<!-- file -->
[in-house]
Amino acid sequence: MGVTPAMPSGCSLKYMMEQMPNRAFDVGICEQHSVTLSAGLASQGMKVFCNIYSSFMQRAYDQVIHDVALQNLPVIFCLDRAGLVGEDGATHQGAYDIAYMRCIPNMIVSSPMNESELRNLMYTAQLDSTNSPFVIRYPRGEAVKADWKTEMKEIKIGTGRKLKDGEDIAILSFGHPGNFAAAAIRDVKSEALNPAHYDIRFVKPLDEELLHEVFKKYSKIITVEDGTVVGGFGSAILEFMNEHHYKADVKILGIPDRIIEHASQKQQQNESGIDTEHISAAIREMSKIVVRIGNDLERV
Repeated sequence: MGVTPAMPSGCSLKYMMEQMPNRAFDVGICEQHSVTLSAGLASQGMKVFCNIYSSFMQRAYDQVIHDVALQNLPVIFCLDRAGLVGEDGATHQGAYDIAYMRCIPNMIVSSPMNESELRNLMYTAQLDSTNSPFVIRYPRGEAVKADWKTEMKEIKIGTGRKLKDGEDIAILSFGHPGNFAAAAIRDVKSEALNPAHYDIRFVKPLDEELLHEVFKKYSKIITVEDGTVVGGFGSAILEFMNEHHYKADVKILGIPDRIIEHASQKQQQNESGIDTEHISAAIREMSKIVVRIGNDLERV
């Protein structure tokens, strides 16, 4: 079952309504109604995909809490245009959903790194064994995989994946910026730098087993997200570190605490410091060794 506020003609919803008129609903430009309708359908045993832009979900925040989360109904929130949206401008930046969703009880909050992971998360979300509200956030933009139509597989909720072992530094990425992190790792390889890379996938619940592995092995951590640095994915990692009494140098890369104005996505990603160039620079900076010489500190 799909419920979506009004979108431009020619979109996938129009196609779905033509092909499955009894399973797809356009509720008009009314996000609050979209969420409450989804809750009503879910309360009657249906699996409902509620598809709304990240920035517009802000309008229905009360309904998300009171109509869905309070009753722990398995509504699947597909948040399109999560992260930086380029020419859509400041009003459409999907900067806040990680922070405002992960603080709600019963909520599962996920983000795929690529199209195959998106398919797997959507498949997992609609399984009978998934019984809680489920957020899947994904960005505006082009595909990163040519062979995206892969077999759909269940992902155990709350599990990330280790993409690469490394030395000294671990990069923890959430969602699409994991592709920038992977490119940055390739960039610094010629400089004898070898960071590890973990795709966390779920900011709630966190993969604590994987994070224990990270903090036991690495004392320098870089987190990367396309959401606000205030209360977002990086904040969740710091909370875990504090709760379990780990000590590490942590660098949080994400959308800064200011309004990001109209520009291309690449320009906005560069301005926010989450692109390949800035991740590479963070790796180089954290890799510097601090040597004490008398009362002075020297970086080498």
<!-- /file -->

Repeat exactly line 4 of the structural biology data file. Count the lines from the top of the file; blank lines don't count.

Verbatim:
């Protein structure tokens, strides 16, 4: 079952309504109604995909809490245009959903790194064994995989994946910026730098087993997200570190605490410091060794 506020003609919803008129609903430009309708359908045993832009979900925040989360109904929130949206401008930046969703009880909050992971998360979300509200956030933009139509597989909720072992530094990425992190790792390889890379996938619940592995092995951590640095994915990692009494140098890369104005996505990603160039620079900076010489500190 799909419920979506009004979108431009020619979109996938129009196609779905033509092909499955009894399973797809356009509720008009009314996000609050979209969420409450989804809750009503879910309360009657249906699996409902509620598809709304990240920035517009802000309008229905009360309904998300009171109509869905309070009753722990398995509504699947597909948040399109999560992260930086380029020419859509400041009003459409999907900067806040990680922070405002992960603080709600019963909520599962996920983000795929690529199209195959998106398919797997959507498949997992609609399984009978998934019984809680489920957020899947994904960005505006082009595909990163040519062979995206892969077999759909269940992902155990709350599990990330280790993409690469490394030395000294671990990069923890959430969602699409994991592709920038992977490119940055390739960039610094010629400089004898070898960071590890973990795709966390779920900011709630966190993969604590994987994070224990990270903090036991690495004392320098870089987190990367396309959401606000205030209360977002990086904040969740710091909370875990504090709760379990780990000590590490942590660098949080994400959308800064200011309004990001109209520009291309690449320009906005560069301005926010989450692109390949800035991740590479963070790796180089954290890799510097601090040597004490008398009362002075020297970086080498």